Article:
There was some focus this past week surrounding the Fed’s rate hikes and the start of quantitative tightening (QT), which in many ways, have started to cool the overheating economy. Based on the Fed’s preferred measure of inflation growth, core personal consumption expenditures (PCE), April’s inflation showed signs of slowing compared to March. Core PCE fell to 6.3% versus the March headline number of 6.6%, and registered its third straight month of PCE growth at 0.3% m/m.
Also, in focus is the current housing slowdown. Data released showed new home sales fell 16.6% m/m in April and 26.9% y/y, well below the consensus. Although rates on the week fell 15bp (the largest weekly decline since April 2020 at the start of the pandemic), the average 30-year mortgage rate still stands at 5.35%, well above the 3.01% average a year earlier according to Bankrate. With housing making up over 30% of CPI, another inflation metric widely watched by market participants, and continued improvement in supply chains, inflation may be set to moderate for the remainder of the year rather than continue to spike as was feared.
Fed minutes gave further clarity into the potential path of rate hikes and policy normalization, with the Central Bank reaffirming their outlook, which calls for 50bps hikes in the coming two meetings, followed by gradual hikes over the remaining portion of the year.
However, until recently, investors have been left guessing as to whether or not the Fed would potentially hike rates past the “neutral rate” which is seen to be 2.5%. Following the release, the minutes hinted at additional flexibility down the road, which provided the market with some optimism, knowing Central Bankers are not opposed to going further in raising rates if needed in order to kill inflation. In the bond market, most Fed officials and Fed fund futures all seem to be largely in agreement with the current year end Bloomberg fed funds rate estimate standing at 2.745%.
While weakness in some of the retail giants like Walmart and Target had sparked a sell-off in the consumer sector in previous weeks, the release of personal spending data and earnings announcements from retailers were well received, helping to spark a rally in some of the most beaten down names.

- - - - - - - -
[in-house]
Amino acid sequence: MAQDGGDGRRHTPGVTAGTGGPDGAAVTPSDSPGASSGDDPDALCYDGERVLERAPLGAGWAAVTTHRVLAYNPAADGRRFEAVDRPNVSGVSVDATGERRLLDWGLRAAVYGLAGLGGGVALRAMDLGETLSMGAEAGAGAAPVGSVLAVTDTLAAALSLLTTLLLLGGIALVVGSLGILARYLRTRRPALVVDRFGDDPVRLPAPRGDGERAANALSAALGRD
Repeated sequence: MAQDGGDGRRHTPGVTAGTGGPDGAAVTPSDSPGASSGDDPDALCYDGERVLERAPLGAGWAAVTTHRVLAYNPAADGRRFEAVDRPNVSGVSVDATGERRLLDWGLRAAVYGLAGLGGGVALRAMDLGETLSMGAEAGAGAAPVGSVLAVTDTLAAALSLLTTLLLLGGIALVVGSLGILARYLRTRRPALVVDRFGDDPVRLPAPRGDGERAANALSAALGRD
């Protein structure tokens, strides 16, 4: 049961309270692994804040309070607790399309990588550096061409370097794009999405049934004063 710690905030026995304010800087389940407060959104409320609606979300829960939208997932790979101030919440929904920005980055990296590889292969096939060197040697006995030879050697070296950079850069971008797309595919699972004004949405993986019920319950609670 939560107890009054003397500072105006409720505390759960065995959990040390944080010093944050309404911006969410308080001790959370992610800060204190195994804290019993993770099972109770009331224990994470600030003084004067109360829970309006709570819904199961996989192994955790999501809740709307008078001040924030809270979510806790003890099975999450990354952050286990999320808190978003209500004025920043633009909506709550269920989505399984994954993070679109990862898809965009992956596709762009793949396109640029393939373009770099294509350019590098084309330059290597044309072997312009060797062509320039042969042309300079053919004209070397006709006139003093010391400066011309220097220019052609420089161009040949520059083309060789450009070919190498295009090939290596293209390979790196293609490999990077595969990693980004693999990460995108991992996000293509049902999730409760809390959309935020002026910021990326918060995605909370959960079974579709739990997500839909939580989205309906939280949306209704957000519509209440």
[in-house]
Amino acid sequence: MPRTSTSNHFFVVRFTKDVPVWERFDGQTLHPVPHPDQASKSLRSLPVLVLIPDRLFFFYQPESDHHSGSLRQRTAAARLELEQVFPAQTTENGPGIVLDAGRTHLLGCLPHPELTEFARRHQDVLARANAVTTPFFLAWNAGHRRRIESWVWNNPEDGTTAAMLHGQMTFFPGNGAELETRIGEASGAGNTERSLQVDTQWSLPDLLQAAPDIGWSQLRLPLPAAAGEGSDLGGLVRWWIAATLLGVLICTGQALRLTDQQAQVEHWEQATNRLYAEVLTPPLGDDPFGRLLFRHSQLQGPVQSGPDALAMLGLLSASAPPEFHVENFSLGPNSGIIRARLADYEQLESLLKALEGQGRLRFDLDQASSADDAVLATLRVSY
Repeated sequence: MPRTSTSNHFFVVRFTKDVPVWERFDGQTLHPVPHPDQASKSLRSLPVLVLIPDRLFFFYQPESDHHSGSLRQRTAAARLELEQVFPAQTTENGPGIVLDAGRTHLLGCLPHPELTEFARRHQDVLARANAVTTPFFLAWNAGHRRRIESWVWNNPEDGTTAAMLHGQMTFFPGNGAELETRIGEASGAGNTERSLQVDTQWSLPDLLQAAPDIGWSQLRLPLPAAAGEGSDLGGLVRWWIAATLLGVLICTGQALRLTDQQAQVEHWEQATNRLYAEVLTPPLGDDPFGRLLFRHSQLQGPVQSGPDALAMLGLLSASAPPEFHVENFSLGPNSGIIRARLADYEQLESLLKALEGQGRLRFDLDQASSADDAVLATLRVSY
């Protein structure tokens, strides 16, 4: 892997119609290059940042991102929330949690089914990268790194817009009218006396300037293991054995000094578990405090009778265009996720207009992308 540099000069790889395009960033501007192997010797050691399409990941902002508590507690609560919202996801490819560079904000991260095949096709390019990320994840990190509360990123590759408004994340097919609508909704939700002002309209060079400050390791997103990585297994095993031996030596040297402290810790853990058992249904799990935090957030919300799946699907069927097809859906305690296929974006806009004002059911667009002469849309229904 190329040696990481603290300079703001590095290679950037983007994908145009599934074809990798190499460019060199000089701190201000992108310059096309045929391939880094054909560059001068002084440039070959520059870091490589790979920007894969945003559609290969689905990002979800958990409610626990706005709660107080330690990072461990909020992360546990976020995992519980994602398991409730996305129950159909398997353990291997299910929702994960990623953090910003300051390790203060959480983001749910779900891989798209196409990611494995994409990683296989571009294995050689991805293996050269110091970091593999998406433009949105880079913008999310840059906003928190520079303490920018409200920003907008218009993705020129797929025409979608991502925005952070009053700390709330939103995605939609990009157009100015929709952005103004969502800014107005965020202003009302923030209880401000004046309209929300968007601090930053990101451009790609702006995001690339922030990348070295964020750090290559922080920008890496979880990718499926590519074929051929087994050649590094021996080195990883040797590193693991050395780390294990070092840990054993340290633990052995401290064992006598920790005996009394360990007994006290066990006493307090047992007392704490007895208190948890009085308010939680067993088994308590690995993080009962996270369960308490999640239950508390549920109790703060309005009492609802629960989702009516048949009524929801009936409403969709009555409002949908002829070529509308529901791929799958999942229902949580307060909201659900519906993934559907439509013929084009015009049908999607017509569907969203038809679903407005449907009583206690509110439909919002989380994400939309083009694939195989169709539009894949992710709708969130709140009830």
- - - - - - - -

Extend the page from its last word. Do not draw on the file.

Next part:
The Bloomberg World Index advanced 4.88% last week, with growth up 5.21% and value up 4.89%. Oil posted its fifth consecutive week of gains with Brent oil up 6.11%, the equivalent of $119.43 per barrel. Key retailers reported first quarter earnings and gave positive guidance as consumer spending remains strong. The Dollar index ticked down from $103 to $101, the lowest level in a month. News of easing restrictions and decelerating COVID cases coming out of China also helped stocks rebound from the lows.
European leaders agreed on a partial ban of Russian seaborne oil and petroleum imports after weeks of negotiations. The proposed sanction package would include a temporary exemption for pipeline crude. Czech Prime Minister, Petr Fiala, commented, “Yesterday proved that the EU is able to maintain unity in the face of Russian aggression. The talks were pragmatic and faster than expected, which is a strong message for Putin.” Finland, Poland, Hungary, and Bulgaria still depend on Russia for more than half of their crude imports. The new proposed sanctions package also includes cutting three more Russian banks off the SWIFT system, including Sberbank, which is Russia’s largest bank.